x Abu Dhabi, UAEWednesday 17 January 2018

£100m fund unveiled for Islamic technology entrepreneurs in Britain

The London mayor Boris Johnson announced its creation at the World Islamic Economic Forum.

Boris Johnson, the mayor of London, hopes to make London a major centre for Islamic finance outside the traditional Muslim world. Facundo Arrizabalaga / AFP
Boris Johnson, the mayor of London, hopes to make London a major centre for Islamic finance outside the traditional Muslim world. Facundo Arrizabalaga / AFP

Boris Johnson, the mayor of London, yesterday announced the creation of a £100 million fund to attract Islamic technology entrepreneurs to set up in Britain.

Mr Johnson, regarded as a possible future prime minister, unveiled the plan at the World Islamic Economic Forum in London.

“Britain is a global hub for the tech industry, while the Islamic world has young entrepreneurs with ambitious ideas,” he said.

The funding will be provided partly by the British government, and also by other Islamic countries present at the London forum.

Jeremy Green, a partner in the Quantum Capital financial firm involved in setting up the fund, said it would aim to link the UK with Islamic countries such as the UAE, Saudi Arabia and Malaysia, that have set up technology centres.

“But we also believe there is potential for countries like Egypt and Jordan, which have been affected by the Arab Spring,” he said. “There are entrepreneurs there who are trying to build businesses. Let them come to London, hire people here and to learn the skills, which they can then apply in their own countries.”

Funding would be available for start-ups, and cost-efficient legal advice provided. Assistance with visa and residence applications in the UK would also be offered.

The scheme would use the global entrepreneurial network promoted by the international accounting firm Ernst & Young, Mr Green said.

The fund’s administrators have already been in contact with the Emirates Foundation for Youth Development, the UAE organisation that helps young Emirati entrepreneurs set up their own businesses, rather than seek employment in the public sector.

The fund’s initial budget will be £100m (Dh590m). “We don’t need any more at the moment. If and when we need more cash, I’m sure it will be available,” Mr Green said.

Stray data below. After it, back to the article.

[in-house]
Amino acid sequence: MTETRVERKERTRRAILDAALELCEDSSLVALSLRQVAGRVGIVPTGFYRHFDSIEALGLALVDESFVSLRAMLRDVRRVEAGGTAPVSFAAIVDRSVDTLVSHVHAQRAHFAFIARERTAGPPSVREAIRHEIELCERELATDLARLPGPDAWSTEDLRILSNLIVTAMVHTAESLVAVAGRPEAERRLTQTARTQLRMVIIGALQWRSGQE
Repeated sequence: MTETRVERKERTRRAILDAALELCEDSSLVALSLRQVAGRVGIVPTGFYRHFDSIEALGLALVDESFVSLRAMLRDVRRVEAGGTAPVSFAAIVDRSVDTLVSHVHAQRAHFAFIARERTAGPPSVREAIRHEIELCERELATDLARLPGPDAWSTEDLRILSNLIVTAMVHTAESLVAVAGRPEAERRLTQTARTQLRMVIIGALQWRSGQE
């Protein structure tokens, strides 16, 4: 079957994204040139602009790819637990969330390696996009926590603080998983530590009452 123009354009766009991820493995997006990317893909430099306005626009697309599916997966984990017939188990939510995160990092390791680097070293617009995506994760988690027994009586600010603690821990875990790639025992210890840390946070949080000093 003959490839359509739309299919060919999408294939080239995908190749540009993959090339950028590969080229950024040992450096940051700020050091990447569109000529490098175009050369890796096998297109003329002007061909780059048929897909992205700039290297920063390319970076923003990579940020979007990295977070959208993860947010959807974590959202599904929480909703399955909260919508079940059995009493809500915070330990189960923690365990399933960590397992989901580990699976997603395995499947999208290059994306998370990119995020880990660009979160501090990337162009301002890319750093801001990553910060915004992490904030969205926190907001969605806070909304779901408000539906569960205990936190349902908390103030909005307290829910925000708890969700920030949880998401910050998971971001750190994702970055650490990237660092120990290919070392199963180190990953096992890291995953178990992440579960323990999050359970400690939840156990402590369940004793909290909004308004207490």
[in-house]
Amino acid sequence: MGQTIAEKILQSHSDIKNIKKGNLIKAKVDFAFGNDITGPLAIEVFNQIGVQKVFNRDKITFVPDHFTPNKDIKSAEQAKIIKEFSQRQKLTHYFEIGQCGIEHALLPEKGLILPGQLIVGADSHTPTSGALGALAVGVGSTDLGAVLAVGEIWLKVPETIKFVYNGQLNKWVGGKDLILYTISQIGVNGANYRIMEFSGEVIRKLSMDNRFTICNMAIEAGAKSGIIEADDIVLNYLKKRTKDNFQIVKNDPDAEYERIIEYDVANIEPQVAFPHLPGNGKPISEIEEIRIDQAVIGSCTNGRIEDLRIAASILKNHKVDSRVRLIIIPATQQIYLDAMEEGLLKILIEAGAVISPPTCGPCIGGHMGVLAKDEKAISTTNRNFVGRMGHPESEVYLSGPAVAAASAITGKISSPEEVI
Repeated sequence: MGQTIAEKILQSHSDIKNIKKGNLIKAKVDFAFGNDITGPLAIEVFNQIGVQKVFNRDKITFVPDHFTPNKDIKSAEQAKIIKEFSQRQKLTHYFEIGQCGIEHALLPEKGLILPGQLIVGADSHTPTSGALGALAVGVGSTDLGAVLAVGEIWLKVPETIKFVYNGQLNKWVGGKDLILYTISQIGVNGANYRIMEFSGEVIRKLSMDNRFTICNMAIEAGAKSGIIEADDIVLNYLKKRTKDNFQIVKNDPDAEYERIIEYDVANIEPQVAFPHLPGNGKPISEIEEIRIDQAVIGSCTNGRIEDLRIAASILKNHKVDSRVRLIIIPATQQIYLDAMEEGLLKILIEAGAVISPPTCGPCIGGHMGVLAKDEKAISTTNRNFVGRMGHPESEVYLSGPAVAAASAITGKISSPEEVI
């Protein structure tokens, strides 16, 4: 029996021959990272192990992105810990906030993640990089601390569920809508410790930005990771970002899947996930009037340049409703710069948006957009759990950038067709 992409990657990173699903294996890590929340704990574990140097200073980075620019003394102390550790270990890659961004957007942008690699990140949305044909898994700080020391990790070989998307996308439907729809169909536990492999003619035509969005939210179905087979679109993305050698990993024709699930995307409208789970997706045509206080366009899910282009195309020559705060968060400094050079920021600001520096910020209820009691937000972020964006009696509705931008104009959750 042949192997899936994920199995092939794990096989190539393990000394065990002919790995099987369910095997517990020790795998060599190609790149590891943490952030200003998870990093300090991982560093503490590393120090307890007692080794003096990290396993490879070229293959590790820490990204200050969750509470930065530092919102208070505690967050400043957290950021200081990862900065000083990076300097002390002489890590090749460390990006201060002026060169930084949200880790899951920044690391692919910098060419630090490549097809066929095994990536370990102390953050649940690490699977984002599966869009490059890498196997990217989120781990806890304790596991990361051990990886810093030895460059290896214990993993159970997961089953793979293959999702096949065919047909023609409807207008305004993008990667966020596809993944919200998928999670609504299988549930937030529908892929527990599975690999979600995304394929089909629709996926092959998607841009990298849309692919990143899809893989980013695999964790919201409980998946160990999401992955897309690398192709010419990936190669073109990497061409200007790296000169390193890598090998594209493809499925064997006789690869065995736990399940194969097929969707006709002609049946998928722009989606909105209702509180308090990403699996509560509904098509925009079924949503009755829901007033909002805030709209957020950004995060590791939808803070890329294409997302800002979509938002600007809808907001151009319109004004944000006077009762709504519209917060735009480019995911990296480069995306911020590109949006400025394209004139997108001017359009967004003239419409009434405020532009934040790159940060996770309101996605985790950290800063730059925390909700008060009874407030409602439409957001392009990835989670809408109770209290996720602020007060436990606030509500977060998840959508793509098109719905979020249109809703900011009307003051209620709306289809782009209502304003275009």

Mr Johnson told the forum that he was proud to be the first London mayor who had a Muslim heritage. “My great-great grandfather was an honest man from Anatolia in Turkey, who set up a business trading in beeswax. That was an important industry back then, because all the candles of the mosques were made from wax. He became one of the most successful businessmen in Istanbul.”

Mr Johnson said that he wanted London to build partnerships with the Muslim world. “I hope London will become the greatest centre of Islamic finance outside the traditional Muslim world,” he said.

At a separate session of the forum, Sultan Al Suwaidi, the UAE Central Bank Governor, highlighted the UAE’s achievements in launching Dubai Islamic Bank, the world’s first Islamic bank, in 1975, but also spoke of the challenges the UAE faced in the further development of Sharia-compliant finance.

“I met with some scholars last week and there are some gaps in communication between the Islamic committees of banks and implementation of policies,” he said.

“Transparency is very important, and some Islamic banks lack it. Fatwas [Islamic rulings] are not harmonised. And there needs to be greater liquidity for Islamic instruments. We also have to address the issue of the distribution of profit between shareholders and depositors,” he added.

“There is the issue of credibility. Islamic banks need to support economic development and job creation by providing efficient financing,” Mr Al Suwaidi said.